While most of F1 games at the time were poor simulations of the races, Fastest One proved to be one of the most realistic of the era. The game once again featured team and driver names similar to the real life namesakes. A choice of up to 18 playable vehicles could be used in every mode provided.

The game is presented from the more traditional, from the behind of the car view.

A player could participate in as many seasons as desired the championship mode. The player started out the first season with a least desirable team. Only by winning races did the player get promoted to the more desirable teams. A player could modify the steering, gear box, tires, wings, and color of their chosen racing vehicle.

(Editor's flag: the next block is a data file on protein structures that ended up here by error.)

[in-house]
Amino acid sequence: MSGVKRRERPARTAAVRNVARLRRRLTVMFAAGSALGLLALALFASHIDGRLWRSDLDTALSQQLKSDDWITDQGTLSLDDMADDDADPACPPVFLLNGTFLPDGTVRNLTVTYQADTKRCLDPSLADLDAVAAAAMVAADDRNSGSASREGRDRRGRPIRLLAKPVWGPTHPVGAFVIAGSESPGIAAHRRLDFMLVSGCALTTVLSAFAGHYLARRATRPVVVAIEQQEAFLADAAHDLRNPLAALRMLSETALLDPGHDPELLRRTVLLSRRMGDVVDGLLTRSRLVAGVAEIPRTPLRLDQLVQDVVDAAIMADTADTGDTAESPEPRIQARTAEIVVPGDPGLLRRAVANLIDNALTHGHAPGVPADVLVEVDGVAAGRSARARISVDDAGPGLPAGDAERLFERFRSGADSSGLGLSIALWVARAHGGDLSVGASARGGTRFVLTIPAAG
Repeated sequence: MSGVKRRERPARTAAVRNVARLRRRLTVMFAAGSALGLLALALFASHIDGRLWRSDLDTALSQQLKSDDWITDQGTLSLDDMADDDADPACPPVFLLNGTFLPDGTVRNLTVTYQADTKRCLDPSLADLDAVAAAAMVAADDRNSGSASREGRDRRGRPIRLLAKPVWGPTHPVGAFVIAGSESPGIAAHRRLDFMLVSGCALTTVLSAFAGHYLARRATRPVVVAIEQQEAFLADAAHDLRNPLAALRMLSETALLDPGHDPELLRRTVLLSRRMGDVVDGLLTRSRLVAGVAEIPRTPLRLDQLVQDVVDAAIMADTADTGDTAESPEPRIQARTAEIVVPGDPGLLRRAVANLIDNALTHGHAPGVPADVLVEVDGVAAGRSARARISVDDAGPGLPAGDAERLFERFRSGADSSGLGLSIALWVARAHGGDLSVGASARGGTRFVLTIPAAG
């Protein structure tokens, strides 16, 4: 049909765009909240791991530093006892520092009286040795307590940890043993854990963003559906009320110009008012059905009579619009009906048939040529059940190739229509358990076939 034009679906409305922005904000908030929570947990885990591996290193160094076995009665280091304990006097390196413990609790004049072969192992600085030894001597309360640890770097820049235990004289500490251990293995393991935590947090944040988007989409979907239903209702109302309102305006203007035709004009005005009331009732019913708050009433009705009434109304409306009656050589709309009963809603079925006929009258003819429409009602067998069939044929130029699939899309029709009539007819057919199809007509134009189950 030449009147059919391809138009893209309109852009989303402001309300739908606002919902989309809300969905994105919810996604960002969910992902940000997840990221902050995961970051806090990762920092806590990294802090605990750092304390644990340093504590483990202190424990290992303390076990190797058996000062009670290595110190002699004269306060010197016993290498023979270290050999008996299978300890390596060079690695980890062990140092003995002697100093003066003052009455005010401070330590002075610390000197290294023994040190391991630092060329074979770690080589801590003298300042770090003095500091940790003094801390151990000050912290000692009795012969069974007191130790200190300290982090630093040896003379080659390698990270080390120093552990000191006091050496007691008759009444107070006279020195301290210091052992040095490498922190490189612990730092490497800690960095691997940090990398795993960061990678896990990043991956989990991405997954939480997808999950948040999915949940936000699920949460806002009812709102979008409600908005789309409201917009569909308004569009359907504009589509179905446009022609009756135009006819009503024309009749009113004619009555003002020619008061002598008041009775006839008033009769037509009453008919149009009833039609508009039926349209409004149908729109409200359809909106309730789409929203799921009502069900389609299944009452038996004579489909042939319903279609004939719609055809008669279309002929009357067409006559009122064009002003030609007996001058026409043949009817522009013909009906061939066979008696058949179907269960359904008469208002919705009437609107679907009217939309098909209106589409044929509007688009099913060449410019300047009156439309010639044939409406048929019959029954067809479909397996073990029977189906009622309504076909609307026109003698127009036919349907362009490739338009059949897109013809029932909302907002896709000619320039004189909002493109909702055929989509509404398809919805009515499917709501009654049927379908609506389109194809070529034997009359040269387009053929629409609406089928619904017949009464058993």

Fastest 1 emphasized simulated Formula One action over arcade-style gameplay. The cornering was harsher that most games released at that time and the player had to shift from neutral, even in cars with automatic transmission, in order for the vehicle to start moving.

Talking about reality – You actually had to manage your tires throughout the race. And what I like the most about this game was the car handling and cornering, which was a whole another level compared.

What I didn’t like was the sound of the car and graphics were not that impressive either.

F1 Exhaust Note (Arcade)

F1 Exhaust Note (Arcade) is a two-player f1 racing arcade game that has a standard dual racing cabinet setup. Each player station has a 25-inch monitor, steering controls, shift controls, pedals, and a decorative seat. The sound originates from the back of the seat giving the player surround sound effect.